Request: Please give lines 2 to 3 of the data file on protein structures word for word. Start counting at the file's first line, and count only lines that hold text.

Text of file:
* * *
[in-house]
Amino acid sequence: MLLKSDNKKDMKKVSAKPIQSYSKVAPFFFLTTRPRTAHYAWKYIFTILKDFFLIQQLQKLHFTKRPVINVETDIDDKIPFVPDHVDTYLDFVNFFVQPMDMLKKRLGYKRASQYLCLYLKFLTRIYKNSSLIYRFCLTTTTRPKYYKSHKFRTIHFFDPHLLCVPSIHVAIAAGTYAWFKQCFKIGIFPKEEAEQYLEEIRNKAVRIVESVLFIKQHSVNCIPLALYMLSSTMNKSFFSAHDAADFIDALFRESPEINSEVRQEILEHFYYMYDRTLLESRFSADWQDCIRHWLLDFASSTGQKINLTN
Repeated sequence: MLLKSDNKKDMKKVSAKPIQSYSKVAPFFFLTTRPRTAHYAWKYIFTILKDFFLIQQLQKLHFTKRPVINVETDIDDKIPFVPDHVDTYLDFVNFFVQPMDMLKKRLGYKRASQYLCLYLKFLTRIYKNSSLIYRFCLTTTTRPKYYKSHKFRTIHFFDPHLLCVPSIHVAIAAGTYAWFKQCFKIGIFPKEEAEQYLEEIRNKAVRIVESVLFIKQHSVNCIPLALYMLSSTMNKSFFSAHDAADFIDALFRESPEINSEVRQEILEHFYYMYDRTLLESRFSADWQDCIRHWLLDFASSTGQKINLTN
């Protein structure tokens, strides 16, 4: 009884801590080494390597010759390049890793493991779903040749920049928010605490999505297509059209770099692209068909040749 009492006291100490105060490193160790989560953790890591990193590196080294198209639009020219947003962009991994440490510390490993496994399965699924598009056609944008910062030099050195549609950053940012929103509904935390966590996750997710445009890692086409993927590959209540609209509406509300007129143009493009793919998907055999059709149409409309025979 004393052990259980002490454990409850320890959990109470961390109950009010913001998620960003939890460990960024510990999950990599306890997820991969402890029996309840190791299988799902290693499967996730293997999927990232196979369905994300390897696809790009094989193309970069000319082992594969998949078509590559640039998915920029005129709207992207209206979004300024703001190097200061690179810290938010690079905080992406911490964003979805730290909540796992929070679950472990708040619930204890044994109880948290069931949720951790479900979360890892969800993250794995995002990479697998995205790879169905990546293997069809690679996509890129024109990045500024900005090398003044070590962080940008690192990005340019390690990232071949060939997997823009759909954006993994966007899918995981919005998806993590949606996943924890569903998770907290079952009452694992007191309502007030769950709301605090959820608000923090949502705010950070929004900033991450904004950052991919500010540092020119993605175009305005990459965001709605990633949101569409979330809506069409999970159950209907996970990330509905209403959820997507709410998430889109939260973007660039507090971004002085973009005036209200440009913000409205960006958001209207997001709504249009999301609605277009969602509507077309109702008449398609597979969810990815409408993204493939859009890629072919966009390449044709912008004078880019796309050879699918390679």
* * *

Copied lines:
Amino acid sequence: MLLKSDNKKDMKKVSAKPIQSYSKVAPFFFLTTRPRTAHYAWKYIFTILKDFFLIQQLQKLHFTKRPVINVETDIDDKIPFVPDHVDTYLDFVNFFVQPMDMLKKRLGYKRASQYLCLYLKFLTRIYKNSSLIYRFCLTTTTRPKYYKSHKFRTIHFFDPHLLCVPSIHVAIAAGTYAWFKQCFKIGIFPKEEAEQYLEEIRNKAVRIVESVLFIKQHSVNCIPLALYMLSSTMNKSFFSAHDAADFIDALFRESPEINSEVRQEILEHFYYMYDRTLLESRFSADWQDCIRHWLLDFASSTGQKINLTN
Repeated sequence: MLLKSDNKKDMKKVSAKPIQSYSKVAPFFFLTTRPRTAHYAWKYIFTILKDFFLIQQLQKLHFTKRPVINVETDIDDKIPFVPDHVDTYLDFVNFFVQPMDMLKKRLGYKRASQYLCLYLKFLTRIYKNSSLIYRFCLTTTTRPKYYKSHKFRTIHFFDPHLLCVPSIHVAIAAGTYAWFKQCFKIGIFPKEEAEQYLEEIRNKAVRIVESVLFIKQHSVNCIPLALYMLSSTMNKSFFSAHDAADFIDALFRESPEINSEVRQEILEHFYYMYDRTLLESRFSADWQDCIRHWLLDFASSTGQKINLTN